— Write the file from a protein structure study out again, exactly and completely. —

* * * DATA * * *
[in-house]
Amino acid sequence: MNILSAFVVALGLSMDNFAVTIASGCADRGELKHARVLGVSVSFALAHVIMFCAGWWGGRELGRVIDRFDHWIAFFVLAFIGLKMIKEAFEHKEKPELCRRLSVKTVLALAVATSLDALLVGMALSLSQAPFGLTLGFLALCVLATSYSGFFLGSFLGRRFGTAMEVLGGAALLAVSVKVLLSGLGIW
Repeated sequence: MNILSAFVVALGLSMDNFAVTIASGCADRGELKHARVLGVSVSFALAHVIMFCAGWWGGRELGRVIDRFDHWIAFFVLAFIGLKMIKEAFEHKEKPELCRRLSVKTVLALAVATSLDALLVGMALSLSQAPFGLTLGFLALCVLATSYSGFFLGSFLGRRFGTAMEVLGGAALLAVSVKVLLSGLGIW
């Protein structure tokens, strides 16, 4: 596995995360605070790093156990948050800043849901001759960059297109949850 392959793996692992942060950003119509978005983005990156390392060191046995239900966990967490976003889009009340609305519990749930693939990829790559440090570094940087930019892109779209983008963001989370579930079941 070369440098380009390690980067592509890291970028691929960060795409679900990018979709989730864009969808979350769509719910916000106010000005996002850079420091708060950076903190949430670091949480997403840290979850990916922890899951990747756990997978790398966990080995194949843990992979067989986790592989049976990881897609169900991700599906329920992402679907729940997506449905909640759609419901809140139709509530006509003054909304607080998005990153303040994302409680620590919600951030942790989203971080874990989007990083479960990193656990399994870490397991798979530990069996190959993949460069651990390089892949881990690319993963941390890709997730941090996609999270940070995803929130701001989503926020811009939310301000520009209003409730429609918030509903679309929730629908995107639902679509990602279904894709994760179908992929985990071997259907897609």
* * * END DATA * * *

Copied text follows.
[in-house]
Amino acid sequence: MNILSAFVVALGLSMDNFAVTIASGCADRGELKHARVLGVSVSFALAHVIMFCAGWWGGRELGRVIDRFDHWIAFFVLAFIGLKMIKEAFEHKEKPELCRRLSVKTVLALAVATSLDALLVGMALSLSQAPFGLTLGFLALCVLATSYSGFFLGSFLGRRFGTAMEVLGGAALLAVSVKVLLSGLGIW
Repeated sequence: MNILSAFVVALGLSMDNFAVTIASGCADRGELKHARVLGVSVSFALAHVIMFCAGWWGGRELGRVIDRFDHWIAFFVLAFIGLKMIKEAFEHKEKPELCRRLSVKTVLALAVATSLDALLVGMALSLSQAPFGLTLGFLALCVLATSYSGFFLGSFLGRRFGTAMEVLGGAALLAVSVKVLLSGLGIW
């Protein structure tokens, strides 16, 4: 596995995360605070790093156990948050800043849901001759960059297109949850 392959793996692992942060950003119509978005983005990156390392060191046995239900966990967490976003889009009340609305519990749930693939990829790559440090570094940087930019892109779209983008963001989370579930079941 070369440098380009390690980067592509890291970028691929960060795409679900990018979709989730864009969808979350769509719910916000106010000005996002850079420091708060950076903190949430670091949480997403840290979850990916922890899951990747756990997978790398966990080995194949843990992979067989986790592989049976990881897609169900991700599906329920992402679907729940997506449905909640759609419901809140139709509530006509003054909304607080998005990153303040994302409680620590919600951030942790989203971080874990989007990083479960990193656990399994870490397991798979530990069996190959993949460069651990390089892949881990690319993963941390890709997730941090996609999270940070995803929130701001989503926020811009939310301000520009209003409730429609918030509903679309929730629908995107639902679509990602279904894709994760179908992929985990071997259907897609």